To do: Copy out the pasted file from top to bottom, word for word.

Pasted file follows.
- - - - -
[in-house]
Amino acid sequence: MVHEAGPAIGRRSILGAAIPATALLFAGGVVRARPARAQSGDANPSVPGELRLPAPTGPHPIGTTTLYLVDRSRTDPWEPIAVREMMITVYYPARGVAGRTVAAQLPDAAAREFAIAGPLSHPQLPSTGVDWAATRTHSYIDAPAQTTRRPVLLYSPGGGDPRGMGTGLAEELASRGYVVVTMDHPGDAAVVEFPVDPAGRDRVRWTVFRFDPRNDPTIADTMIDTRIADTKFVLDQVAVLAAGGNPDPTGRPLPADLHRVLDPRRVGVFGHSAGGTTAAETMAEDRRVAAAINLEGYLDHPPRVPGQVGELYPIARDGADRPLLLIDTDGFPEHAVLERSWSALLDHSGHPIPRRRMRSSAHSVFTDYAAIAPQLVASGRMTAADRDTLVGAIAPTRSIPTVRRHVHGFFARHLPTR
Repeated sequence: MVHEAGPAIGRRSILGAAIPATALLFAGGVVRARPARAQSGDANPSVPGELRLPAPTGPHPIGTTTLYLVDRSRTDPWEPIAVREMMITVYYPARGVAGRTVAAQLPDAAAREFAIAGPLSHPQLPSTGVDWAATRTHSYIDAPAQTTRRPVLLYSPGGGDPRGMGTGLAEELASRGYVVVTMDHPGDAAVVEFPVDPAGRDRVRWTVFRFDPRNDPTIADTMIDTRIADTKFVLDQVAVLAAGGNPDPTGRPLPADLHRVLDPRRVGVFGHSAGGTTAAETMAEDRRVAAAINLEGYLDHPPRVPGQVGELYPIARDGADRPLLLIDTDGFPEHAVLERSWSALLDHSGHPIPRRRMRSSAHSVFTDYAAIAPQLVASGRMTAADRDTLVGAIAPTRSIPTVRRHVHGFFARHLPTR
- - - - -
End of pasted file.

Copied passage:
[in-house]
Amino acid sequence: MVHEAGPAIGRRSILGAAIPATALLFAGGVVRARPARAQSGDANPSVPGELRLPAPTGPHPIGTTTLYLVDRSRTDPWEPIAVREMMITVYYPARGVAGRTVAAQLPDAAAREFAIAGPLSHPQLPSTGVDWAATRTHSYIDAPAQTTRRPVLLYSPGGGDPRGMGTGLAEELASRGYVVVTMDHPGDAAVVEFPVDPAGRDRVRWTVFRFDPRNDPTIADTMIDTRIADTKFVLDQVAVLAAGGNPDPTGRPLPADLHRVLDPRRVGVFGHSAGGTTAAETMAEDRRVAAAINLEGYLDHPPRVPGQVGELYPIARDGADRPLLLIDTDGFPEHAVLERSWSALLDHSGHPIPRRRMRSSAHSVFTDYAAIAPQLVASGRMTAADRDTLVGAIAPTRSIPTVRRHVHGFFARHLPTR
Repeated sequence: MVHEAGPAIGRRSILGAAIPATALLFAGGVVRARPARAQSGDANPSVPGELRLPAPTGPHPIGTTTLYLVDRSRTDPWEPIAVREMMITVYYPARGVAGRTVAAQLPDAAAREFAIAGPLSHPQLPSTGVDWAATRTHSYIDAPAQTTRRPVLLYSPGGGDPRGMGTGLAEELASRGYVVVTMDHPGDAAVVEFPVDPAGRDRVRWTVFRFDPRNDPTIADTMIDTRIADTKFVLDQVAVLAAGGNPDPTGRPLPADLHRVLDPRRVGVFGHSAGGTTAAETMAEDRRVAAAINLEGYLDHPPRVPGQVGELYPIARDGADRPLLLIDTDGFPEHAVLERSWSALLDHSGHPIPRRRMRSSAHSVFTDYAAIAPQLVASGRMTAADRDTLVGAIAPTRSIPTVRRHVHGFFARHLPTR